In her early days in Washington, D.C., with CBS-TV, Lesley Stahl was given a routine assignment to cover a ceremony at John F. Kennedy’s grave. But when the cameraman showed up and saw that she was the one reporting the story, he hoisted his heavy camera cases and, one at a time, angrily crashed them back into his car trunk. Everyone who witnessed the incident instinctively recoiled in horror—except Stahl. She later recalled, “The bullyragging was toughening me up.”
At the time, Stahl was 30—which is to say, she was young, a rookie and, strike three, a woman. A lot of veterans at the network felt the new affirmative-action hire hadn’t paid her dues. Then, and throughout her 19-year climb at CBS from White House reporter to evening-news anchor to 60 Minutes correspondent, Lesley Stahl met obstacles by going over, through or around them. She remembers, during Watergate, fighting ABC’s Sam Donaldson for an interview with special prosecutor Archibald Cox by hurling herself in front of the camera. Another time, at the Capitol, she was hauled away by a security guard when she cornered Alexander Haig, then Richard Nixon’s chief of staff, over whether the president would turn over tapes to the Ervin Committee. And often, between the 30 or so calls she made daily to confirm a story, she would race home to try to ease the strain on her marriage and be there for her daughter Taylor, now 21 and a senior at Amherst College.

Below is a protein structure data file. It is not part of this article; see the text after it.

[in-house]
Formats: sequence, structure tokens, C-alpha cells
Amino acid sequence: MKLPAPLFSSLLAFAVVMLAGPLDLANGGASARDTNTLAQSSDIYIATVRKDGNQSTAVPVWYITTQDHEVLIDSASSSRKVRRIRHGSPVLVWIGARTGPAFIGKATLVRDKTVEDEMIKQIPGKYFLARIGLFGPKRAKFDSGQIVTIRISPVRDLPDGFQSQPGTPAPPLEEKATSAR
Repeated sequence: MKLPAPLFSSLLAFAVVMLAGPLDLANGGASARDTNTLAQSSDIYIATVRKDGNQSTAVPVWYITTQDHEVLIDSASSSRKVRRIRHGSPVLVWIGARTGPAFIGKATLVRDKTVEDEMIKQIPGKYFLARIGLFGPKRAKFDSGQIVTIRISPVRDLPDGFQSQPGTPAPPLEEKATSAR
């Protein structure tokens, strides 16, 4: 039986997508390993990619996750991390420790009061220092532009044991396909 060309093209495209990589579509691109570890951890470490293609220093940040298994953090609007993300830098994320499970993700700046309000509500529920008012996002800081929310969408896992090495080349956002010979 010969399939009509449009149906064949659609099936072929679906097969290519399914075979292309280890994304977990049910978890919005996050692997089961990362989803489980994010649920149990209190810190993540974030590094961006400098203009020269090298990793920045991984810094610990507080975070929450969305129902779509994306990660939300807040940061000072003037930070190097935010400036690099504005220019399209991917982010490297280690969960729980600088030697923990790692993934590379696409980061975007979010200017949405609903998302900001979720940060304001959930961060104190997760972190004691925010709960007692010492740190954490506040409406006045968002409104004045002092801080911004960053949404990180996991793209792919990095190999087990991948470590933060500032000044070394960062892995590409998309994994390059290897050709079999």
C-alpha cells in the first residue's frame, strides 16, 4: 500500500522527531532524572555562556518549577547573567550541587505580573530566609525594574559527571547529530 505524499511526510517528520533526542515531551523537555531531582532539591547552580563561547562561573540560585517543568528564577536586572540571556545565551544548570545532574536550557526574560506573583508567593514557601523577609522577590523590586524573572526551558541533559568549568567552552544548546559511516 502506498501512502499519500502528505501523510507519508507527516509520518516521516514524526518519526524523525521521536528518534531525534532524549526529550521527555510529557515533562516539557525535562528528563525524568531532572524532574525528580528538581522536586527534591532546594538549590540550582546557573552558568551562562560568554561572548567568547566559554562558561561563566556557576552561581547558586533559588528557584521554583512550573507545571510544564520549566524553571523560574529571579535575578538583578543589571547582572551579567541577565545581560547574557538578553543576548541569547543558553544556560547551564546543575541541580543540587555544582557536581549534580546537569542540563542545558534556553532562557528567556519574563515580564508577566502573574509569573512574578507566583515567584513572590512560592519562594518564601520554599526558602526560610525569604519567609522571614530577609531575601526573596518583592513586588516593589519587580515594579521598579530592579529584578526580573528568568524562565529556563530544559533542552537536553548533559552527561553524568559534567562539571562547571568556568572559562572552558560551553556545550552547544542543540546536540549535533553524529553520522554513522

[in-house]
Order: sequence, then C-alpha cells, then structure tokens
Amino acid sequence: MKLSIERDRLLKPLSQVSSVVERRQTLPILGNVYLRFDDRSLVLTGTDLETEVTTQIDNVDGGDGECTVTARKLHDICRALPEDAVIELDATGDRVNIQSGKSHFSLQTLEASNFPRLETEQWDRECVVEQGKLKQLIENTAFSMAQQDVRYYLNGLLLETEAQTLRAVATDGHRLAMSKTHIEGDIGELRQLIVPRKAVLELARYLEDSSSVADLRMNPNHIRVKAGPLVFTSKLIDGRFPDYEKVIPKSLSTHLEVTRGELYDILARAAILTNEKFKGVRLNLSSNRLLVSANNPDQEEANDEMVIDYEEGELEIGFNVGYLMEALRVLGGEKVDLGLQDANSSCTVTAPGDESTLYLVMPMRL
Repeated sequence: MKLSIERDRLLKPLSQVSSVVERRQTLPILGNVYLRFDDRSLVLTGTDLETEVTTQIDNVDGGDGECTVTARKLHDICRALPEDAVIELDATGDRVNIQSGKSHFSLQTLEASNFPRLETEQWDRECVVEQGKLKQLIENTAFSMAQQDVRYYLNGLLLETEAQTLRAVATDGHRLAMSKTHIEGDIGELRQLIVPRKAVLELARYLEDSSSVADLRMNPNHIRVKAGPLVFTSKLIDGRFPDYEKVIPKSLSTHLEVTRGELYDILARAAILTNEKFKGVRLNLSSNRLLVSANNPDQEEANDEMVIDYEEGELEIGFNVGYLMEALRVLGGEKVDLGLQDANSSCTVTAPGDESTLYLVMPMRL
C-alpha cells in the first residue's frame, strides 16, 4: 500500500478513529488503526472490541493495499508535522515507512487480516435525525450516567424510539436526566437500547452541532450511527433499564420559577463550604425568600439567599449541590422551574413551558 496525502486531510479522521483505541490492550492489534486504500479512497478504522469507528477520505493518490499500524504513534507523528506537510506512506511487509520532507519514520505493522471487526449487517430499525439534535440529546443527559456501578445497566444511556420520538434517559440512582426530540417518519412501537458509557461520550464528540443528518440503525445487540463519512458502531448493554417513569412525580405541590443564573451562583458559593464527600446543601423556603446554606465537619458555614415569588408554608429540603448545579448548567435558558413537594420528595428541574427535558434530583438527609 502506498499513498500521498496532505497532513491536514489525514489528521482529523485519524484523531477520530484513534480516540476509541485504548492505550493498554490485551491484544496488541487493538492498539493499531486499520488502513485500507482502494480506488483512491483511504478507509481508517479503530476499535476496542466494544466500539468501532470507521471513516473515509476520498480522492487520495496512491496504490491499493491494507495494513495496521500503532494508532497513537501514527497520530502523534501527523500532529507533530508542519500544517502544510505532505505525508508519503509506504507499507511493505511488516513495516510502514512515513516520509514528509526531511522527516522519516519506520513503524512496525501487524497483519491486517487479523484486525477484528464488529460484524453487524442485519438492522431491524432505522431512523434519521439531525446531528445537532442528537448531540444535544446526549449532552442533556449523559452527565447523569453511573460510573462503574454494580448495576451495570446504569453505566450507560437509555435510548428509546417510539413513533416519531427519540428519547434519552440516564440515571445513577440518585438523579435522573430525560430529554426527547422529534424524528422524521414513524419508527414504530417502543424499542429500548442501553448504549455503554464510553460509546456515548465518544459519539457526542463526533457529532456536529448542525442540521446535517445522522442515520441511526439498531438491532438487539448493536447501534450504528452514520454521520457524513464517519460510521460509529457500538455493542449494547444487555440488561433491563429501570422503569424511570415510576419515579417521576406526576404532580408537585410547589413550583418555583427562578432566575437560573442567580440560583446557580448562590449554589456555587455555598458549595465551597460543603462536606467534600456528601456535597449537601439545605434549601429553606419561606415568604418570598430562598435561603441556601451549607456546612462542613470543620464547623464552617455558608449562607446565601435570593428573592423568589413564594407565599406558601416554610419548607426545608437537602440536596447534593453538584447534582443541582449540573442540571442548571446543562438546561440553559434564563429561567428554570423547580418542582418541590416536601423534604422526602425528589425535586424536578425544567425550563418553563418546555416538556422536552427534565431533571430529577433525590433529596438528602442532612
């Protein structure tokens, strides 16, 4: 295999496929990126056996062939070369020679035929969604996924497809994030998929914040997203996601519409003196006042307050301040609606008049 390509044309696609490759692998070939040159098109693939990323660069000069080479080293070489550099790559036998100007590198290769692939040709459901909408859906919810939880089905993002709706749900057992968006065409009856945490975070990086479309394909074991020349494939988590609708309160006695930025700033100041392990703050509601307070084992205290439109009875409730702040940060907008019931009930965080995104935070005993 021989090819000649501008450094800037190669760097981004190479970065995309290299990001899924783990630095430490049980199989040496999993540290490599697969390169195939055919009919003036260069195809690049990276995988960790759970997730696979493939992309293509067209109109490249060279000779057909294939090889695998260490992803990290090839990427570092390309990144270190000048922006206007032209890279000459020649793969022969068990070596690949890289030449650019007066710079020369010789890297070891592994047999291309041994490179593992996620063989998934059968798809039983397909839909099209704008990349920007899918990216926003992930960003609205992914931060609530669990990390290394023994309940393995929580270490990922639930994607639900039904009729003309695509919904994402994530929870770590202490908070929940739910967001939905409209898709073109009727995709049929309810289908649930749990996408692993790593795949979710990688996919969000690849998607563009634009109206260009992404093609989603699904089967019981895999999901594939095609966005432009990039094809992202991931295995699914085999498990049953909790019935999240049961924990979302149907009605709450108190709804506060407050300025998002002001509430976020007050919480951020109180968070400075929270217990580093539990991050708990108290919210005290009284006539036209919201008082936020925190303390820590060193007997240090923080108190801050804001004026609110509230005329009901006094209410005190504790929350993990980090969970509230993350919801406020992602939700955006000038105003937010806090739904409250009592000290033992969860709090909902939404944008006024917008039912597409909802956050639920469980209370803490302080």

“Lesley’s a bulldog,” says admiring 60 Minutes colleague Steve Kroft. In fact, she has had to be. As former presidential press secretary Marlin Fitzwater says, “She has survived in a business that’s very tough on women. She has done it because of hard work and tenacity.”
Now, at the peak of her profession, Stahl, 57, looks back on 30 years of proud moments. In her new memoir, Reporting Live, she fondly recalls her days in Washington, from trailing Nixon’s henchmen during Watergate through her coverage of Presidents Carter, Reagan and Bush, where she polished her reputation for carefully coiffed, unrelenting aggressiveness. One morning in 1982, for example, Stahl got a tip that First Lady Nancy Reagan had received as gifts expensive designer gowns that she had not reported. When the First Lady didn’t comment, Stahl put in other calls. “She went everywhere to break that story,” says CBS’ Rita Braver, then a producer who worked with Stahl. “She got it. She nailed it. She broke it. To watch her work was poetry in motion.”